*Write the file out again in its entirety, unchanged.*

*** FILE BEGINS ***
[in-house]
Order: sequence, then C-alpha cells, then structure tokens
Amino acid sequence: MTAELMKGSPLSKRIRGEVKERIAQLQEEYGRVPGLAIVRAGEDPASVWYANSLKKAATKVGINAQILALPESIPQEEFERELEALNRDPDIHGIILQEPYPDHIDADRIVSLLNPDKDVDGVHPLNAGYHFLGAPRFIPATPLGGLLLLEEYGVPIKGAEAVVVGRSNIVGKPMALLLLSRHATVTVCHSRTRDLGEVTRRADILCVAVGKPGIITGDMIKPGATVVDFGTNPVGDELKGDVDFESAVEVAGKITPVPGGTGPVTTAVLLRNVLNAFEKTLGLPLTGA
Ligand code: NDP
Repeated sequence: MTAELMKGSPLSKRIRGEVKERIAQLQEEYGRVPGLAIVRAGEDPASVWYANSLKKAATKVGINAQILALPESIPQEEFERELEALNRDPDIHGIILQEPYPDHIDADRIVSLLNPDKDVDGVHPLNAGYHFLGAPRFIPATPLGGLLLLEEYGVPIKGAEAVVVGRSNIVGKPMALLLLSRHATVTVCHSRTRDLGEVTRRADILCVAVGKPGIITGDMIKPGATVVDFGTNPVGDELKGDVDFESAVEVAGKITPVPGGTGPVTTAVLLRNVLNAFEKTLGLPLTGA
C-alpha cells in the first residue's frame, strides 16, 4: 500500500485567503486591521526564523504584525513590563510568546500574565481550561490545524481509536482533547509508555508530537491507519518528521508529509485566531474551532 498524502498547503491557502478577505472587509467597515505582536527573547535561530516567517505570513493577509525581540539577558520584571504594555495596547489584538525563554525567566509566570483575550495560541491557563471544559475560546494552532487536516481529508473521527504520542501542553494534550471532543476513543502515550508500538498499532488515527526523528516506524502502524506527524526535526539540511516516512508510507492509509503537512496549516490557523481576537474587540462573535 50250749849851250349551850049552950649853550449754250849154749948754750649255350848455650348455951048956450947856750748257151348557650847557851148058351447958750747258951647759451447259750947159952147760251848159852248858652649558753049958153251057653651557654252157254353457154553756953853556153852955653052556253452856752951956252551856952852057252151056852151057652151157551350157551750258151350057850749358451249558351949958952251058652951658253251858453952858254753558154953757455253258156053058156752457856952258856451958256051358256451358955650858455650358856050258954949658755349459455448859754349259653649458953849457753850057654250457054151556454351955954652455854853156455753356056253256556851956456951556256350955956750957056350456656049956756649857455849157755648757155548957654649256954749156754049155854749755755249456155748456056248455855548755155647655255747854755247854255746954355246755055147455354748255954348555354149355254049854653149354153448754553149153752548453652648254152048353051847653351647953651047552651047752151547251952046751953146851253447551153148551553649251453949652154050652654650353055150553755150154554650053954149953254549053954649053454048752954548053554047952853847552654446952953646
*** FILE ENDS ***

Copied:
[in-house]
Order: sequence, then C-alpha cells, then structure tokens
Amino acid sequence: MTAELMKGSPLSKRIRGEVKERIAQLQEEYGRVPGLAIVRAGEDPASVWYANSLKKAATKVGINAQILALPESIPQEEFERELEALNRDPDIHGIILQEPYPDHIDADRIVSLLNPDKDVDGVHPLNAGYHFLGAPRFIPATPLGGLLLLEEYGVPIKGAEAVVVGRSNIVGKPMALLLLSRHATVTVCHSRTRDLGEVTRRADILCVAVGKPGIITGDMIKPGATVVDFGTNPVGDELKGDVDFESAVEVAGKITPVPGGTGPVTTAVLLRNVLNAFEKTLGLPLTGA
Ligand code: NDP
Repeated sequence: MTAELMKGSPLSKRIRGEVKERIAQLQEEYGRVPGLAIVRAGEDPASVWYANSLKKAATKVGINAQILALPESIPQEEFERELEALNRDPDIHGIILQEPYPDHIDADRIVSLLNPDKDVDGVHPLNAGYHFLGAPRFIPATPLGGLLLLEEYGVPIKGAEAVVVGRSNIVGKPMALLLLSRHATVTVCHSRTRDLGEVTRRADILCVAVGKPGIITGDMIKPGATVVDFGTNPVGDELKGDVDFESAVEVAGKITPVPGGTGPVTTAVLLRNVLNAFEKTLGLPLTGA
C-alpha cells in the first residue's frame, strides 16, 4: 500500500485567503486591521526564523504584525513590563510568546500574565481550561490545524481509536482533547509508555508530537491507519518528521508529509485566531474551532 498524502498547503491557502478577505472587509467597515505582536527573547535561530516567517505570513493577509525581540539577558520584571504594555495596547489584538525563554525567566509566570483575550495560541491557563471544559475560546494552532487536516481529508473521527504520542501542553494534550471532543476513543502515550508500538498499532488515527526523528516506524502502524506527524526535526539540511516516512508510507492509509503537512496549516490557523481576537474587540462573535 50250749849851250349551850049552950649853550449754250849154749948754750649255350848455650348455951048956450947856750748257151348557650847557851148058351447958750747258951647759451447259750947159952147760251848159852248858652649558753049958153251057653651557654252157254353457154553756953853556153852955653052556253452856752951956252551856952852057252151056852151057652151157551350157551750258151350057850749358451249558351949958952251058652951658253251858453952858254753558154953757455253258156053058156752457856952258856451958256051358256451358955650858455650358856050258954949658755349459455448859754349259653649458953849457753850057654250457054151556454351955954652455854853156455753356056253256556851956456951556256350955956750957056350456656049956756649857455849157755648757155548957654649256954749156754049155854749755755249456155748456056248455855548755155647655255747854755247854255746954355246755055147455354748255954348555354149355254049854653149354153448754553149153752548453652648254152048353051847653351647953651047552651047752151547251952046751953146851253447551153148551553649251453949652154050652654650353055150553755150154554650053954149953254549053954649053454048752954548053554047952853847552654446952953646